|Limited Win Percentage|
|13 Angry Men||60.38%|
|Seattle + Michael||51.72%|
|Card Monster Games||35.00%|
MTGMadness continued to dominate Limited since Day 1, and so did Japan. TCGPlayer had a 60% win rate in Limited yesterday but dropped the ball and landed at 48%—a rough start when their position seemed so good initially. CFB Pantheon seemed to suffer in the Limited department for this Pro Tour—they pulled themselves up from 51% yesterday though, to 58.75%.
|Constructed Win Percentage|
|Card Monster Games||51.61%|
|Seattle + Michael||51.22%|
|13 Angry Men||46.25%|
CFB Pantheon pummeled it in Constructed. I don't think they were all playing the same deck, but whatever individual choices they made paid off. Most of the teams maintained their relative position, but MTGMintCard dropped drastically from the ranking. They were all on the Blue Moon deck, but sadly it seemed to only help Lee Shi Tian.
|Overall Win Percentage|
|13 Angry Men||51.88%|
|Seattle + Michael||51.43%|
|Card Monster Games||45.10%|
So it doesn't come as a huge surprise that MTGMadness maintained its good standing here, with two of their teammates in the Top 8.
What's perhaps more surprising is that CFB Pantheon is at the top of this list with no one in the Top 8—however as I mentioned before, their wins were all more evenly distributed. Instead of shoving someone into the Top 8, they had three people make Top 16: Gaudenis Vidugiris, Kai Budde, and Owen Turtenwald. Andrew Cuneo and Tom Martell are not far behind them, at 20th and 21st. When fighting for pro points, sometimes you just want those solid finishes. I doubt any of them came away too unhappy.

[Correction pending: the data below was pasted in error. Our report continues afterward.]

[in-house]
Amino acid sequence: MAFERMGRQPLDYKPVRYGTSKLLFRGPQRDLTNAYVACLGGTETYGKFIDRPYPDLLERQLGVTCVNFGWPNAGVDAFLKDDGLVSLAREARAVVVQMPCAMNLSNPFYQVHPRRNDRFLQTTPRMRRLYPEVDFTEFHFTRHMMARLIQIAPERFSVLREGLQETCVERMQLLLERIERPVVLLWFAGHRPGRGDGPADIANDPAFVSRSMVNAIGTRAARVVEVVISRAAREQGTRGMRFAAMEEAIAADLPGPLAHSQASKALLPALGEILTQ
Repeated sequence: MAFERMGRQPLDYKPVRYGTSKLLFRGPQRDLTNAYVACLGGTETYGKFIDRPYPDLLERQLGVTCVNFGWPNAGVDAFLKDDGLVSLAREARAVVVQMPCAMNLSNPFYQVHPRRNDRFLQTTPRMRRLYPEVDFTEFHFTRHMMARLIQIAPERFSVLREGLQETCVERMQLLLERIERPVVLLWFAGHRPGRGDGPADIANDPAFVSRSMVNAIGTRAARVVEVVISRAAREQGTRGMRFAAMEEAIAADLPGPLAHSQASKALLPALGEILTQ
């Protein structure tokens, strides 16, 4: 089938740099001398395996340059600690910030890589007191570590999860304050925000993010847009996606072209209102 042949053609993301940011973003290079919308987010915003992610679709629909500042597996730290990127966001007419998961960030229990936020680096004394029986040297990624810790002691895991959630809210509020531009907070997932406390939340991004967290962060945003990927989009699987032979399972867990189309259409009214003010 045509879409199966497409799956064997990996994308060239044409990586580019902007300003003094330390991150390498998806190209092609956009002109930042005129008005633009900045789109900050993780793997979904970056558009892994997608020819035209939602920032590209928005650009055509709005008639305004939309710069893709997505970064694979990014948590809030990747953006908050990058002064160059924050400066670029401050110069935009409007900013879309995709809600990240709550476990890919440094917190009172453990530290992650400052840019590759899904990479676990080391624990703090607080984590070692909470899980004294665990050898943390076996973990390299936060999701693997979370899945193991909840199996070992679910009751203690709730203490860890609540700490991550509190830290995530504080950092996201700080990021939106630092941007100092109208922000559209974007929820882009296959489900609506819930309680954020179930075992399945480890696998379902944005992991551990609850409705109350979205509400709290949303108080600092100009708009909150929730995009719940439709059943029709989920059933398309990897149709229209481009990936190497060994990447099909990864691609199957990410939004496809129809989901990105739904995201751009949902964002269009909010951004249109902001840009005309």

I believe the two major winners at this event were MTGMadness and CFB Pantheon, at least from a team perspective. Their performance was very strong throughout the weekend, and while Pantheon missed Top 8, there's something to be said for coming away with consolation prizes in the form of pro points, cash, and a trip to Spain.
While it's hard to extrapolate, it is telling that the majority of Top 8ers did test with a named team and that almost every team outperformed the swath of people on "No Team"—of course, that could be for a huge number of reasons. But being on a team doesn't seem to hurt. If you're serious about your Magic game, I recommend finding or founding a team of your own if you haven't already.
There are arguments being made on Twitter that being on a "super team" didn't seem to help that much for this Pro Tour, but I'm not sure I agree with that. It does seem worse for a team when they can't "break the format" with a new deck, but teams still did pretty well for themselves overall. Simply, no one showed utter dominance. Modern is diverse. Perhaps the fact it seems "unbreakable" is actually a very good thing. After all, it is supposed to feel more like Legacy, where you can just bring the deck you really like and do well.
But I leave that analysis to the Modern experts.
Team Head-to-Head Looks
I'll let you guys pick apart the head-to-heads. I'm almost out of time! This is the same spreadsheet from yesterday, with Day 2 stats added. Navigate using the tabs at the bottom.
Feel free to point out any mistakes or comments on Twitter (@mulldrifting). Chris will do a more in-depth team analysis later, when the Pro Tour is all said and done.
Thanks for reading!